At the time of releasing this report, Australia is at the beginning of a third decade of targeted reform of mental health services that is referred to as the National Mental Health Strategy. Commencing in April 1992 with the endorsement by Health Ministers of a National Mental Health Policy,2 the National Mental Health Strategy committed governments to undertake action within their respective jurisdictions, as well as to collaborate on policy and service development issues requiring a national focus. This was the first attempt in Australia to set a common course of action by governments in the development of public mental health services which had been the exclusive responsibility of the eight state and territory governments since Federation.
Much has changed since the original agreement of 1992, with the Strategy progressing through a series of five year national mental health plans, and more recently, a number of whole‑of‑government national plans and initiatives endorsed through Australia’s peak intergovernmental coordinating body, the Council of Australian Governments (COAG). The national policy environment for mental health reform in Australia is now far more complex than was the case when the original agreement to a National Mental Health Policy was signed in 1992.
The National Mental Health Report has been a constant throughout this process. In agreeing to the National Mental Health Strategy, Health Ministers recognised that an important aspect of the reform process was to ensure that progress is monitored and publicly reported. The National Mental Health Report was prescribed as the main vehicle for this to be achieved.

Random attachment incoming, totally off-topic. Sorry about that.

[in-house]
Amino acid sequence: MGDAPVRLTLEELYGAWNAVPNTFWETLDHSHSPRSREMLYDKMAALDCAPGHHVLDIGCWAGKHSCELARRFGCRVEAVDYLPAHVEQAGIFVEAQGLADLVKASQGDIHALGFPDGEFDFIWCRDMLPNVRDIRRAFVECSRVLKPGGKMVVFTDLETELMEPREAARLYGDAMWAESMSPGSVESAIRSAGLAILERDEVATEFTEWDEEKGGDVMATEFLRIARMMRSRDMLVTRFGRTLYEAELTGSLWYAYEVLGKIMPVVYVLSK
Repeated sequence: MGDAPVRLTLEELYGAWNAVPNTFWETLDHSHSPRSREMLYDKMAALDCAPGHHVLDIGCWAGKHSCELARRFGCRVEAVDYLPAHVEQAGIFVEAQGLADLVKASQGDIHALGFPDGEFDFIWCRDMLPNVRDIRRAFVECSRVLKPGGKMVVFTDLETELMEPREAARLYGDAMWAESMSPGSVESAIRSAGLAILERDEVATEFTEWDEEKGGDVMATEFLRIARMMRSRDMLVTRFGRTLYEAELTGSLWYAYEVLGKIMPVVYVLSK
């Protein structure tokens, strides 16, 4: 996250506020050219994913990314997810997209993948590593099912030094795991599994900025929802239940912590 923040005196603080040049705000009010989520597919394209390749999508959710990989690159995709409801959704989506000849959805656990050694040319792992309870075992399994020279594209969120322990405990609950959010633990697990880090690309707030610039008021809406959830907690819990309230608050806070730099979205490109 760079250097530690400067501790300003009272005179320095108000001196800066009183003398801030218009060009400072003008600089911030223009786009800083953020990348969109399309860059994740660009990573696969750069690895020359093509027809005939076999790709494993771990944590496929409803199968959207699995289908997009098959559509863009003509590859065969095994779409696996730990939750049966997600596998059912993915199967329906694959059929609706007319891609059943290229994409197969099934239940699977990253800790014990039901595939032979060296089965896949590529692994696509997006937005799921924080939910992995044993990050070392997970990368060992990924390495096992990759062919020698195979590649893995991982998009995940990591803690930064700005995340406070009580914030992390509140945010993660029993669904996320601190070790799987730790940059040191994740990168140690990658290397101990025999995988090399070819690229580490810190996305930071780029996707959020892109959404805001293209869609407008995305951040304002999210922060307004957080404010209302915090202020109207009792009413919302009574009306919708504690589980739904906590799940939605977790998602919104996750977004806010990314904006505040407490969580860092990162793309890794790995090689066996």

Its original stated purpose was to:
- present relevant information about the resources that underpin mental health service delivery (human and financial), their funding sources and how those resources are being applied to achieve the national reform aspirations
- monitor changes that have taken place in the provision of mental health care
- act as an information resource on the state of mental health services in Australia, for use by a range of interested parties and
- improve community understanding of the reform of Australia’s mental health services.
This redesigned National Mental Health Report, the twelfth in the series, draws on a range of sources to present an analysis of reform trends, and has the imprimatur of Health Ministers who have bound their respective administrations to collecting and reporting on relevant data in a timely fashion. The reference year for the majority of the data presented in the report is 2010‑11.